- Alcohol – intoxicants and narcotic drugs
- Blood and blood by-products - blood is the circulatory cleansing fluid of the body and is not to be consumed
- Carnivorous animals, birds of prey, scavengers, and animals improperly slaughtered, sick or dying before slaughter
- Idolatry - any animals or poultry sacrificed for voodoo, witchcraft or practice that denies the existence of the Creator are not to be consumed.
- Swine and all pork by-products and/or their derivatives
- Foods contaminated with any of the above products or with "impurities” (in Arabic, "najis") from processing, such as manure, urine, rodent droppings, infectious fluids, or pus are considered Haram.
But now you might be wondering, these are foods, and we are talking about makeup!
Yes, but there are two reasons why these two are very closely related,
A great amount of food products, and by products are used in the cosmetic industry, with pork being a big source of them, so if we are starting with an ingredient that is not permissible to consume, why would you take this same ingredient, or a modified version of it, and apply it on your skin? This would mean that when we are praying, we would be praying with impure substances on us, and I don’t know any muslim sister that would like to do that!
The other reason is that our skin, which is the largest organ in our body, is porous and many studies have shown that it can absorb whatever we are putting on it, furthermore if you think about a product like lipstick, which is in direct contact with our lips, and not only that but it has been proven that we consume a part of it, little by little throughout our days, you want to make sure that there is nothing haraam on them. So as you see what we are prohibited from eating has a direct impact in what we should, (or shouldn’t) be using on our skin.
But is Halal only about the things that are or aren’t in your makeup products?
I like to take this one step further, and take the word Halal, which means permissible, and apply it to every aspect my makeup products, and i recommend that you do the same by asking yourself these questions:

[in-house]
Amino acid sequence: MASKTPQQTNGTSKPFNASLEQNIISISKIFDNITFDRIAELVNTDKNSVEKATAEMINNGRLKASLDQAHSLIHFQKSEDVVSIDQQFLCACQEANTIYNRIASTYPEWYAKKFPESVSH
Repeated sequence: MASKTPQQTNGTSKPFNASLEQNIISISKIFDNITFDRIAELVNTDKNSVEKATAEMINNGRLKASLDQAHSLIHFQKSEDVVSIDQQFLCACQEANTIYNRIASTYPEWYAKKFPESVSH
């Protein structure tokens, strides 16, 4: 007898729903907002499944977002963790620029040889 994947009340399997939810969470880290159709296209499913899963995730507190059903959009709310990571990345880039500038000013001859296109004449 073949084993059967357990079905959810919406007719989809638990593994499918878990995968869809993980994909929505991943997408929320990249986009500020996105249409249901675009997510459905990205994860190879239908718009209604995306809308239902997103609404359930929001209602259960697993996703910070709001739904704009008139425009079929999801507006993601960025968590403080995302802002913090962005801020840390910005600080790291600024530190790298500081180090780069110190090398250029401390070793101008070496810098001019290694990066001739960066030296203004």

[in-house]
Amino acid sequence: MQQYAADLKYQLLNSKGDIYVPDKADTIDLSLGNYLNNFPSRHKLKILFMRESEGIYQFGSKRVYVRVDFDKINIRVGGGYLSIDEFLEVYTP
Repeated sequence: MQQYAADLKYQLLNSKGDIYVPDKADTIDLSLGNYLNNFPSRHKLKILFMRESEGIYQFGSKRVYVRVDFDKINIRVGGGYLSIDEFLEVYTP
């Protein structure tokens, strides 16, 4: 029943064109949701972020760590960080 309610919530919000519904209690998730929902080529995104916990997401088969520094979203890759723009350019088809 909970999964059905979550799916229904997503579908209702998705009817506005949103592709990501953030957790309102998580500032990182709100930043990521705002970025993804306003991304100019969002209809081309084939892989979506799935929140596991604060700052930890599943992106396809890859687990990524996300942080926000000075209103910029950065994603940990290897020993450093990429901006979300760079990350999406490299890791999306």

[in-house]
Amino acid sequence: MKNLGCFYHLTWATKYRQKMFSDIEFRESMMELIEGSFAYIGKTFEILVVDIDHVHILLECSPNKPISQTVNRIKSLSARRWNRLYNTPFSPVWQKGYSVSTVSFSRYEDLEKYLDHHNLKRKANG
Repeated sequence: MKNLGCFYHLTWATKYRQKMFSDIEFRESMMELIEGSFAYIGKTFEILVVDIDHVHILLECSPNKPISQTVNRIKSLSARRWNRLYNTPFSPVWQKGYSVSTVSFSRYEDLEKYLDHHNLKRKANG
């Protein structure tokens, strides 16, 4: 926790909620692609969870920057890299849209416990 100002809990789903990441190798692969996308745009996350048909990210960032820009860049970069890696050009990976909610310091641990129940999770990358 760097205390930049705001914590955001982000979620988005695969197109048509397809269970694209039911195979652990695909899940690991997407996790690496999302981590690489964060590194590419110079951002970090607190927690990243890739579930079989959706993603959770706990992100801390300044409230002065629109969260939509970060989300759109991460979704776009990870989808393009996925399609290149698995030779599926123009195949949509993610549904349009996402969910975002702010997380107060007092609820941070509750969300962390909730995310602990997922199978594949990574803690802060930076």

If a company practices animal testing, should we as muslims support them with our purchases?
Can we say that makeup is halal if a brand is not environmentally- conscious?
Should we support brands that support oppression against our Muslim brothers and sisters, in any part of the world?
I believe that as Muslims, there are other factors that we should take into consideration when choosing the items we purchase. And they should not be limited only to the ingredients on the label, even though we should be aware of what makes up a product, so I am sharing a partial list of ingredients that can be derived from many sources both Halal and Haram and should be avoided in products that are considered non-Halal ( all of products in Claudia Nour Cosmetics are vegetable derived, and there are no animal products, with the exception of beeswax)
- Animal Fat - permissible if derived from Halal slaughtered animals
- Enzymes - microbial enzymes are permissible if derived from Halal slaughtered animals
- Gelatin - halal if derived from fish or if derived from Halal slaughtered animals
- L-cysteine - halal if derived from synthetic materials
- Lard - haraam as it comes from pork
- Lipids - halal if derived from Halal slaughter animals or plants
- Animal Shortening - halal if derived from Halal slaughtered animals
- Rennet - halal if derived from plant/microbial/synthetic products or from Halal slaughtered animals
- Tallow - halal if derived from Halal slaughtered animals
Do you have any questions about Halal makeup? Leave it in the comments below!